Ukraine's Crimea Region Wants to Vote to Join Russia. Ukraine and the West Dismiss Idea.
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The United States and Europe are on Ukraine's side over whether a region known as Crimea has the autonomy to leave Ukraine and become part of Russia.
Western leaders have dismissed the idea that Crimea can legitimately hold a referendum next week to decide if it wants to join Russia.
"Any discussion about the future of Ukraine must include the legitimate government of Ukraine. In 2014, we are well beyond the days when borders can be redrawn over the heads of democratic leaders," President Obama said yesterday.
Russia has said it would welcome Crimea. About 60 percent of Crimea's population are ethnic Russians, but it has long been part of Ukraine.
Conflict in Ukraine Pits Russia Against Ukraine, Europe, and the U.S.
The tug-of-war over the region follows a change of power in Ukraine. Last month, pro-European groups installed a new president in Ukraine's capital, Kiev, while the pro-Russian president, Viktor Yanukovich, fled to Moscow and sought protection.
Russia claimed it would not recognize Ukraine's new government. It then sent military troops into Ukraine's Crimea region and claimed to be protecting ethnic Russians there from "ultra-nationalistic" forces in Ukraine. The soldiers took over Ukrainian military bases, government buildings, and airports. Leaders in Crimea then said they would hold the referendum on joining Russia.
Russian Military Presence is Escalating Tension
Ukrainian officials say there are now approximately 30,000 Russian troops inside Crimea, including soldiers on the ground as well as others arriving by sea. Russia has said there are no Russian soldiers in Crimea, only pro-Russian forces from Crimea.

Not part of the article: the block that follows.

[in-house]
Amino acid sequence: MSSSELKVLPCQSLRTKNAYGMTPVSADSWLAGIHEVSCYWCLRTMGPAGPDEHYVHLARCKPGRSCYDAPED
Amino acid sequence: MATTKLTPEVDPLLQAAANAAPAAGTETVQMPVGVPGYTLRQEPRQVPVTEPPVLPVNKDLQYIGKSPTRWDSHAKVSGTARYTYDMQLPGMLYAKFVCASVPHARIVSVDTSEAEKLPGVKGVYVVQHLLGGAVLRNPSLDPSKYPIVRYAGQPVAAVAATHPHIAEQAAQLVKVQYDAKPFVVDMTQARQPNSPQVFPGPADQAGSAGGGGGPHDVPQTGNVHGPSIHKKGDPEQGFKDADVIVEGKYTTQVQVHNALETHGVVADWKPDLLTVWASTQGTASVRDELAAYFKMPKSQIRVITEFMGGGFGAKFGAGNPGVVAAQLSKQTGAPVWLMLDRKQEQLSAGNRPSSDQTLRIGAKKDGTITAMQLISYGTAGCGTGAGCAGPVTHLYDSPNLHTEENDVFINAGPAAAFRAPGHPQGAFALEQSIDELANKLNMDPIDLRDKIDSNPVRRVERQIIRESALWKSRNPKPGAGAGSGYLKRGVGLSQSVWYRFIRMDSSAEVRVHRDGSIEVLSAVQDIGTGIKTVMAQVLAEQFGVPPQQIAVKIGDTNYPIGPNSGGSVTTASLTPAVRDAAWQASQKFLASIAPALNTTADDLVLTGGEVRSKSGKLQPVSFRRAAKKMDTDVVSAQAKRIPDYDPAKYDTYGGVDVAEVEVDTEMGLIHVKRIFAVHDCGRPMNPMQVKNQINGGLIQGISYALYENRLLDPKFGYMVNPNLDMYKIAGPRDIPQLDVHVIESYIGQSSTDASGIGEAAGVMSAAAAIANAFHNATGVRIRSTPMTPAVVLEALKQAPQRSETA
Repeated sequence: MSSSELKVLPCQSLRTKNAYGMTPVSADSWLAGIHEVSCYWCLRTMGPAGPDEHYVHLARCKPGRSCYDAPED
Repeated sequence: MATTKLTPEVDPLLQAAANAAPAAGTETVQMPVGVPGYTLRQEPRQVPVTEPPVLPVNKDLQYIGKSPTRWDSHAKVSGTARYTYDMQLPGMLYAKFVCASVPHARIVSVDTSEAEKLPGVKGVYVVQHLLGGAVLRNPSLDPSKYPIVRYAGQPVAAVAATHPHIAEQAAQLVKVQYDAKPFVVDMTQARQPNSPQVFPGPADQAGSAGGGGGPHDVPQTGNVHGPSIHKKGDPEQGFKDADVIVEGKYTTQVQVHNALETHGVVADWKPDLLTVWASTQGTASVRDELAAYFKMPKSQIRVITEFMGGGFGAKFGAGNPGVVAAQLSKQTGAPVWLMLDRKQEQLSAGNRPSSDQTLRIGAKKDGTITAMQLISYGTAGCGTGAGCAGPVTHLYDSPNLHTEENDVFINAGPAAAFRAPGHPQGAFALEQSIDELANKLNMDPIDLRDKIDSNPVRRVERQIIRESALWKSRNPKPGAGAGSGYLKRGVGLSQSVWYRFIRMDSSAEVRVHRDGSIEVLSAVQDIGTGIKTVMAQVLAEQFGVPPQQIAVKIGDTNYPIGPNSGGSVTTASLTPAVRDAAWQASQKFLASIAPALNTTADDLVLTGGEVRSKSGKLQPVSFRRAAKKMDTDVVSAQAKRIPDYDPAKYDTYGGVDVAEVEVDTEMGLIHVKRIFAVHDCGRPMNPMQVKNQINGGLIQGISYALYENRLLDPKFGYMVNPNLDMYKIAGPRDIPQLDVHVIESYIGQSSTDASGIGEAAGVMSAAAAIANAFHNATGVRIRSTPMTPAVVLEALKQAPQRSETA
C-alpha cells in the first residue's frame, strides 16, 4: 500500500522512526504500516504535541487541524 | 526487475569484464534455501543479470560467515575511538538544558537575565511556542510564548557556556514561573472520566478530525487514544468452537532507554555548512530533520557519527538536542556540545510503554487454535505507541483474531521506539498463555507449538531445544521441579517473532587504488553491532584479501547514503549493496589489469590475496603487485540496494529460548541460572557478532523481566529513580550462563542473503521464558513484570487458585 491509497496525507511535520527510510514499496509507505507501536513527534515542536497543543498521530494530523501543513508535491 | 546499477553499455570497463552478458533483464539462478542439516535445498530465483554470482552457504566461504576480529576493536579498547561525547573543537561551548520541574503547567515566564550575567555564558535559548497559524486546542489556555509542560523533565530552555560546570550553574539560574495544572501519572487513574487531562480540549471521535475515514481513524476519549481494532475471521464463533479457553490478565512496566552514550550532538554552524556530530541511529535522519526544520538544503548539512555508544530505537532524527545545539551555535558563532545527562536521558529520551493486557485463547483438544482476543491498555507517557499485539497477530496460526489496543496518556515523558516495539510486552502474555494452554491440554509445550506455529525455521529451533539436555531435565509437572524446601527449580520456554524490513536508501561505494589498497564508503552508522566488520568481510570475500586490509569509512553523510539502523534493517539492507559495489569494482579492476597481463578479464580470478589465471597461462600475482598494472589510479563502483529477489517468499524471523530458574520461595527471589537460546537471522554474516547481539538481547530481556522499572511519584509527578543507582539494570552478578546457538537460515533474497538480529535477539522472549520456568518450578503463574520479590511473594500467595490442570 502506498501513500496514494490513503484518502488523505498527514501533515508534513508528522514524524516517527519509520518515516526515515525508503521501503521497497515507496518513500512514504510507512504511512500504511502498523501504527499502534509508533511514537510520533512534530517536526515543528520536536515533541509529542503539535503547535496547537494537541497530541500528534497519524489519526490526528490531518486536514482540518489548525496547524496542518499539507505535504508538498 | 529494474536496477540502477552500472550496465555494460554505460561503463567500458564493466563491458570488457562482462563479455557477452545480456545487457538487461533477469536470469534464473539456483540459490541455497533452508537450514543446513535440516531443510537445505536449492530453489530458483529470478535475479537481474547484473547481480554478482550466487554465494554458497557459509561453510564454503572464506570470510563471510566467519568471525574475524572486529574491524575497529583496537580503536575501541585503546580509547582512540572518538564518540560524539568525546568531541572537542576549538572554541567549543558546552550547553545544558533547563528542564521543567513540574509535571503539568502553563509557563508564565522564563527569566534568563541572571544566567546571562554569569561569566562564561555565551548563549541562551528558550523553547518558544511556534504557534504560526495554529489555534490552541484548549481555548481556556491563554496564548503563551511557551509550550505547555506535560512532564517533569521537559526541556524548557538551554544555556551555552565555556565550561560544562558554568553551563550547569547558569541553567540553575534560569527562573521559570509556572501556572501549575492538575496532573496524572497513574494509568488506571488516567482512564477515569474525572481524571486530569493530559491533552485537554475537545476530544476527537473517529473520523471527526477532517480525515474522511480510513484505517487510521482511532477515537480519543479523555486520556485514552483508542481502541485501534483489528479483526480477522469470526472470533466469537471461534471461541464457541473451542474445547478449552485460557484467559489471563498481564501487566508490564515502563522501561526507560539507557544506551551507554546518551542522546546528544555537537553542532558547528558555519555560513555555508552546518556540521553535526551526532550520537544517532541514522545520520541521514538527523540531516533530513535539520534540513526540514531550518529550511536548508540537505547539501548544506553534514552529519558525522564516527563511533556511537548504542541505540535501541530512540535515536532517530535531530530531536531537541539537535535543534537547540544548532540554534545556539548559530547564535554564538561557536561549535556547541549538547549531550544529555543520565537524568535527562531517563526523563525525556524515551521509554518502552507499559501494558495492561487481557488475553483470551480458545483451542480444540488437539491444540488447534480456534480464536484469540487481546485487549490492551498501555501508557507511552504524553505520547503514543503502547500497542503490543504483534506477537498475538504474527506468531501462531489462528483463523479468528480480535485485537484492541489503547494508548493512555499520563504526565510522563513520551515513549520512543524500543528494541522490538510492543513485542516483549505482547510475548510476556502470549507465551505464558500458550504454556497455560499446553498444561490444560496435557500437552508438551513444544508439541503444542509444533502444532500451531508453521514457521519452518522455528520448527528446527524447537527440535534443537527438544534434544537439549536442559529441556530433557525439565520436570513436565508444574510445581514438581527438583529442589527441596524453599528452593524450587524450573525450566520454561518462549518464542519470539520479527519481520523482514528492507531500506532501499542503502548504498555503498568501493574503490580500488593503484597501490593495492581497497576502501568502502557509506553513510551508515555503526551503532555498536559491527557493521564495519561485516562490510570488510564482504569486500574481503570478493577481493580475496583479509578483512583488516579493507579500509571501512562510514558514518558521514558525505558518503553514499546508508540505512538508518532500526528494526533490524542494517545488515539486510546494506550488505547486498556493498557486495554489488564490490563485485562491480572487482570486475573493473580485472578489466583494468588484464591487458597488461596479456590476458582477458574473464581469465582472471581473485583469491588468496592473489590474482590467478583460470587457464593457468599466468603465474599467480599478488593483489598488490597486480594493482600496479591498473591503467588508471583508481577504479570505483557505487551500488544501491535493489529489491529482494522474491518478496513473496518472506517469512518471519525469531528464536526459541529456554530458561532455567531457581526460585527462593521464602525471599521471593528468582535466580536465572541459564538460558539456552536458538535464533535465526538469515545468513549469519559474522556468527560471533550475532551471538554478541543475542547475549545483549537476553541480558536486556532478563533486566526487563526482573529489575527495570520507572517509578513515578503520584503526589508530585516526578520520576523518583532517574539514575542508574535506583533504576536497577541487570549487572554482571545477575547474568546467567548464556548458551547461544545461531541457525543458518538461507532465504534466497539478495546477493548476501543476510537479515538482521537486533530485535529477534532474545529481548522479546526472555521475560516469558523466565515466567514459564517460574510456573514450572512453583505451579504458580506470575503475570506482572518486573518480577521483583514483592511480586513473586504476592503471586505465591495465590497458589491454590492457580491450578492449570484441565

Though Russia said earlier this week it had ended a series of military exercises near Ukraine's border and sent soldiers back to their bases, it announced last night it would conduct a new round of air defense exercises very close to Ukraine.
Russian soldiers have reportedly turned away international observes from the United Nations and Organization for Security and Cooperation in Europe under armed threat.
The United States has positioned 10 fighter jets in Lithuania to patrol the skies near American allies in response to Russia's behavior.
Still, there have been no violent clashes.
U.S. Passes Sanctions Against Russia, Offers Aid to Ukraine
The United States passed sanctions yesterday against individuals in Russia, including banning their visas and freezing their assets, in response to Russia's military action in Crimea. President Obama warned Russia and pro-Russian forces in Ukraine that any actions taken in Ukraine must be approved by the Ukrainian government or else constitute a breach of international law.
The U.S. offered Ukraine $1 billion in aid, while the European Union pledged $15 billion in aid to the country's new government leaders. Ukraine is struggling with debt and energy costs.
The West's support of the new, pro-European Ukrainian government is in direct opposition to Russia, which tabled its offer of financial aid when Yanukovich was impeached and replaced.
European leaders have said they are considering sanctions against Russia.
The impasse between the West and Russia was made clear during meetings earlier this week between U.S. Secretary of State John Kerry and Russian Foreign Minister Sergey Lavrov, which failed to produce any sort of deal over Ukraine.